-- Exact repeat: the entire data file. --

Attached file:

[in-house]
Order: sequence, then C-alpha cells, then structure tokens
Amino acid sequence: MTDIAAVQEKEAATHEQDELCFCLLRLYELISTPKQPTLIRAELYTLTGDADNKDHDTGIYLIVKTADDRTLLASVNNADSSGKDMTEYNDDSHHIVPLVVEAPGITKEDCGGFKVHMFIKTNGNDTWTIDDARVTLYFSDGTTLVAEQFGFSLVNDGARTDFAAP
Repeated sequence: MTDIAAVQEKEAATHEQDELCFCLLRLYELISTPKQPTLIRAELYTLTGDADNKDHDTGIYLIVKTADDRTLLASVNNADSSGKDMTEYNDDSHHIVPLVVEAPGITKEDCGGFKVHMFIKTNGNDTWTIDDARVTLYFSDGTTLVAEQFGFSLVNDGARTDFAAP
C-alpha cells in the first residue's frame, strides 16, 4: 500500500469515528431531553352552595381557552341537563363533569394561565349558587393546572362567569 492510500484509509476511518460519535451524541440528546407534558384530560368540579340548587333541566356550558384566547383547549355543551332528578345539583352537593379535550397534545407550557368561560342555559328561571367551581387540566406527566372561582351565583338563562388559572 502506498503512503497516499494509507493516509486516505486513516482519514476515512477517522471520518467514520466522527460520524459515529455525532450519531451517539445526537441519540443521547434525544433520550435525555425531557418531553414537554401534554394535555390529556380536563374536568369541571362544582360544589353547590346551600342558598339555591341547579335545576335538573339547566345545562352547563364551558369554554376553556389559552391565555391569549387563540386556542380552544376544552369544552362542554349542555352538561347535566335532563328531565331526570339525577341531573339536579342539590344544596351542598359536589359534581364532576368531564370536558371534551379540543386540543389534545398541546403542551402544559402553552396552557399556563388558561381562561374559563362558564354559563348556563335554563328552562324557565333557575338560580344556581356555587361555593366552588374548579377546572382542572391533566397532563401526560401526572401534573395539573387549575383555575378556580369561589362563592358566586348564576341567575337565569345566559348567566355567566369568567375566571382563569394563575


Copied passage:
[in-house]
Order: sequence, then C-alpha cells, then structure tokens
Amino acid sequence: MTDIAAVQEKEAATHEQDELCFCLLRLYELISTPKQPTLIRAELYTLTGDADNKDHDTGIYLIVKTADDRTLLASVNNADSSGKDMTEYNDDSHHIVPLVVEAPGITKEDCGGFKVHMFIKTNGNDTWTIDDARVTLYFSDGTTLVAEQFGFSLVNDGARTDFAAP
Repeated sequence: MTDIAAVQEKEAATHEQDELCFCLLRLYELISTPKQPTLIRAELYTLTGDADNKDHDTGIYLIVKTADDRTLLASVNNADSSGKDMTEYNDDSHHIVPLVVEAPGITKEDCGGFKVHMFIKTNGNDTWTIDDARVTLYFSDGTTLVAEQFGFSLVNDGARTDFAAP
C-alpha cells in the first residue's frame, strides 16, 4: 500500500469515528431531553352552595381557552341537563363533569394561565349558587393546572362567569 492510500484509509476511518460519535451524541440528546407534558384530560368540579340548587333541566356550558384566547383547549355543551332528578345539583352537593379535550397534545407550557368561560342555559328561571367551581387540566406527566372561582351565583338563562388559572 502506498503512503497516499494509507493516509486516505486513516482519514476515512477517522471520518467514520466522527460520524459515529455525532450519531451517539445526537441519540443521547434525544433520550435525555425531557418531553414537554401534554394535555390529556380536563374536568369541571362544582360544589353547590346551600342558598339555591341547579335545576335538573339547566345545562352547563364551558369554554376553556389559552391565555391569549387563540386556542380552544376544552369544552362542554349542555352538561347535566335532563328531565331526570339525577341531573339536579342539590344544596351542598359536589359534581364532576368531564370536558371534551379540543386540543389534545398541546403542551402544559402553552396552557399556563388558561381562561374559563362558564354559563348556563335554563328552562324557565333557575338560580344556581356555587361555593366552588374548579377546572382542572391533566397532563401526560401526572401534573395539573387549575383555575378556580369561589362563592358566586348564576341567575337565569345566559348567566355567566369568567375566571382563569394563575